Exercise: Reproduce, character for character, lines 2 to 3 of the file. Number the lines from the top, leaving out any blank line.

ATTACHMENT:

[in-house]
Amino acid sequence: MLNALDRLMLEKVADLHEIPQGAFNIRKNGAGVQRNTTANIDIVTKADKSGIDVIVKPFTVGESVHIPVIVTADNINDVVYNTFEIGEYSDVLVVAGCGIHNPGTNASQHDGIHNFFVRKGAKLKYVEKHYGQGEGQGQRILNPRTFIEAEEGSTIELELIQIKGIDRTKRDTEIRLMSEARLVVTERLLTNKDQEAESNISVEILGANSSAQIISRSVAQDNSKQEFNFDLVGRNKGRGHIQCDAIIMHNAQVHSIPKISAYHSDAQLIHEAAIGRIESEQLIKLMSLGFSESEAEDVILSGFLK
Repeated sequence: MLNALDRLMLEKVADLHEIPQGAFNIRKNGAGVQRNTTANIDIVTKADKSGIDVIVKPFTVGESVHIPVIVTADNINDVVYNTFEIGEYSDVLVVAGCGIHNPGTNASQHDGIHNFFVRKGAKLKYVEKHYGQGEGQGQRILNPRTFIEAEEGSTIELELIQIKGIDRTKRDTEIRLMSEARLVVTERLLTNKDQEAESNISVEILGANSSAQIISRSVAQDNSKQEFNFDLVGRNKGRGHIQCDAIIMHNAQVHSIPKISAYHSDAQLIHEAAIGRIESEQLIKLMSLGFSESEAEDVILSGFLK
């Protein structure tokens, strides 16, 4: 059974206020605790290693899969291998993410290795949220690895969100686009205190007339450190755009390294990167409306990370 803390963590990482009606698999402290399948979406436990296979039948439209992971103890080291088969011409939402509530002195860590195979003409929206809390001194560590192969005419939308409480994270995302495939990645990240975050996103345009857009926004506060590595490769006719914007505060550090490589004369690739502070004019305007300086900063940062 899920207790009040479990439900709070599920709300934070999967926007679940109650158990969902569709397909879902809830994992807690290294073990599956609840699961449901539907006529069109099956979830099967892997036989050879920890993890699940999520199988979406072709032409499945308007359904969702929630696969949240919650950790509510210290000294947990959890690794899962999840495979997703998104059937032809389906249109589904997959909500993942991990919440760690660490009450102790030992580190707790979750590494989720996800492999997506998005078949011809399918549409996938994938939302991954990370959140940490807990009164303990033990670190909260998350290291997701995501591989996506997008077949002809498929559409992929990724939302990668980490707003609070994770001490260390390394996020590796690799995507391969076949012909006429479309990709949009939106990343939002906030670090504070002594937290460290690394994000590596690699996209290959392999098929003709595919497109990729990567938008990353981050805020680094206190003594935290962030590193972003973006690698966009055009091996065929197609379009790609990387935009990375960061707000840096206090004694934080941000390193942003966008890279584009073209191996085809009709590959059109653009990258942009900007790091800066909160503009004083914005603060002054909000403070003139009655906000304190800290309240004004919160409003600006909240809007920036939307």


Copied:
Amino acid sequence: MLNALDRLMLEKVADLHEIPQGAFNIRKNGAGVQRNTTANIDIVTKADKSGIDVIVKPFTVGESVHIPVIVTADNINDVVYNTFEIGEYSDVLVVAGCGIHNPGTNASQHDGIHNFFVRKGAKLKYVEKHYGQGEGQGQRILNPRTFIEAEEGSTIELELIQIKGIDRTKRDTEIRLMSEARLVVTERLLTNKDQEAESNISVEILGANSSAQIISRSVAQDNSKQEFNFDLVGRNKGRGHIQCDAIIMHNAQVHSIPKISAYHSDAQLIHEAAIGRIESEQLIKLMSLGFSESEAEDVILSGFLK
Repeated sequence: MLNALDRLMLEKVADLHEIPQGAFNIRKNGAGVQRNTTANIDIVTKADKSGIDVIVKPFTVGESVHIPVIVTADNINDVVYNTFEIGEYSDVLVVAGCGIHNPGTNASQHDGIHNFFVRKGAKLKYVEKHYGQGEGQGQRILNPRTFIEAEEGSTIELELIQIKGIDRTKRDTEIRLMSEARLVVTERLLTNKDQEAESNISVEILGANSSAQIISRSVAQDNSKQEFNFDLVGRNKGRGHIQCDAIIMHNAQVHSIPKISAYHSDAQLIHEAAIGRIESEQLIKLMSLGFSESEAEDVILSGFLK